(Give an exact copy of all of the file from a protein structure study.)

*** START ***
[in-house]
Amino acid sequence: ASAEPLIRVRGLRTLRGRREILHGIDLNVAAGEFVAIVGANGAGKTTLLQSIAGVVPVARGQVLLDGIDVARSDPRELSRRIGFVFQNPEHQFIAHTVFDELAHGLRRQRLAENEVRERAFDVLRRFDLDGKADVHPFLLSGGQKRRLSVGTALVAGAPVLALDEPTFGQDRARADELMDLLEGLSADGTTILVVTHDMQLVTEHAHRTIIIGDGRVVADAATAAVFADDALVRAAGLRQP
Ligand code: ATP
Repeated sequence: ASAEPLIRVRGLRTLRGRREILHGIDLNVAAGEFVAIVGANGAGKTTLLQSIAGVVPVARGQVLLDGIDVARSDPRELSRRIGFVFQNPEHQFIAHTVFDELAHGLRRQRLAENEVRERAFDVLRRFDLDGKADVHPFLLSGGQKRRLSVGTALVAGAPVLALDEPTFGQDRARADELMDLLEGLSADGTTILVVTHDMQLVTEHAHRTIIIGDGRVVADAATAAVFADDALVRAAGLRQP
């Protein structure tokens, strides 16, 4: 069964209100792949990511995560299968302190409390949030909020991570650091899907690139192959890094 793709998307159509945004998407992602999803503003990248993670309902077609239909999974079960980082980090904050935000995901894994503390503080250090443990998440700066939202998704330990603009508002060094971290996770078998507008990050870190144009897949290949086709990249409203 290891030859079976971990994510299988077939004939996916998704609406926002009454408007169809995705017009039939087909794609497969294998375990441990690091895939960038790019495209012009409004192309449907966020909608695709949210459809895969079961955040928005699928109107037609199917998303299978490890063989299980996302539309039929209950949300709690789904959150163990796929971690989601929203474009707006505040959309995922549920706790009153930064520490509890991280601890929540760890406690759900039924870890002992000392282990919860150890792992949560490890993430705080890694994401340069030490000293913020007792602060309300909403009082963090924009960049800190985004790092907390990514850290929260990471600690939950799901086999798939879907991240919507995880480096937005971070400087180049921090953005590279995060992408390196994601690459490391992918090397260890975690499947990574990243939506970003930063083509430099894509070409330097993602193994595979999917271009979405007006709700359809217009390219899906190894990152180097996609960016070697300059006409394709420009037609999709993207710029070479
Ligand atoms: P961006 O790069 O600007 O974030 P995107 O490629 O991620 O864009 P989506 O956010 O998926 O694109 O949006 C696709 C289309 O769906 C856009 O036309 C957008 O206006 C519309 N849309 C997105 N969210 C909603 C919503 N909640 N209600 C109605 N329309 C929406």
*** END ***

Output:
[in-house]
Amino acid sequence: ASAEPLIRVRGLRTLRGRREILHGIDLNVAAGEFVAIVGANGAGKTTLLQSIAGVVPVARGQVLLDGIDVARSDPRELSRRIGFVFQNPEHQFIAHTVFDELAHGLRRQRLAENEVRERAFDVLRRFDLDGKADVHPFLLSGGQKRRLSVGTALVAGAPVLALDEPTFGQDRARADELMDLLEGLSADGTTILVVTHDMQLVTEHAHRTIIIGDGRVVADAATAAVFADDALVRAAGLRQP
Ligand code: ATP
Repeated sequence: ASAEPLIRVRGLRTLRGRREILHGIDLNVAAGEFVAIVGANGAGKTTLLQSIAGVVPVARGQVLLDGIDVARSDPRELSRRIGFVFQNPEHQFIAHTVFDELAHGLRRQRLAENEVRERAFDVLRRFDLDGKADVHPFLLSGGQKRRLSVGTALVAGAPVLALDEPTFGQDRARADELMDLLEGLSADGTTILVVTHDMQLVTEHAHRTIIIGDGRVVADAATAAVFADDALVRAAGLRQP
């Protein structure tokens, strides 16, 4: 069964209100792949990511995560299968302190409390949030909020991570650091899907690139192959890094 793709998307159509945004998407992602999803503003990248993670309902077609239909999974079960980082980090904050935000995901894994503390503080250090443990998440700066939202998704330990603009508002060094971290996770078998507008990050870190144009897949290949086709990249409203 290891030859079976971990994510299988077939004939996916998704609406926002009454408007169809995705017009039939087909794609497969294998375990441990690091895939960038790019495209012009409004192309449907966020909608695709949210459809895969079961955040928005699928109107037609199917998303299978490890063989299980996302539309039929209950949300709690789904959150163990796929971690989601929203474009707006505040959309995922549920706790009153930064520490509890991280601890929540760890406690759900039924870890002992000392282990919860150890792992949560490890993430705080890694994401340069030490000293913020007792602060309300909403009082963090924009960049800190985004790092907390990514850290929260990471600690939950799901086999798939879907991240919507995880480096937005971070400087180049921090953005590279995060992408390196994601690459490391992918090397260890975690499947990574990243939506970003930063083509430099894509070409330097993602193994595979999917271009979405007006709700359809217009390219899906190894990152180097996609960016070697300059006409394709420009037609999709993207710029070479
Ligand atoms: P961006 O790069 O600007 O974030 P995107 O490629 O991620 O864009 P989506 O956010 O998926 O694109 O949006 C696709 C289309 O769906 C856009 O036309 C957008 O206006 C519309 N849309 C997105 N969210 C909603 C919503 N909640 N209600 C109605 N329309 C929406």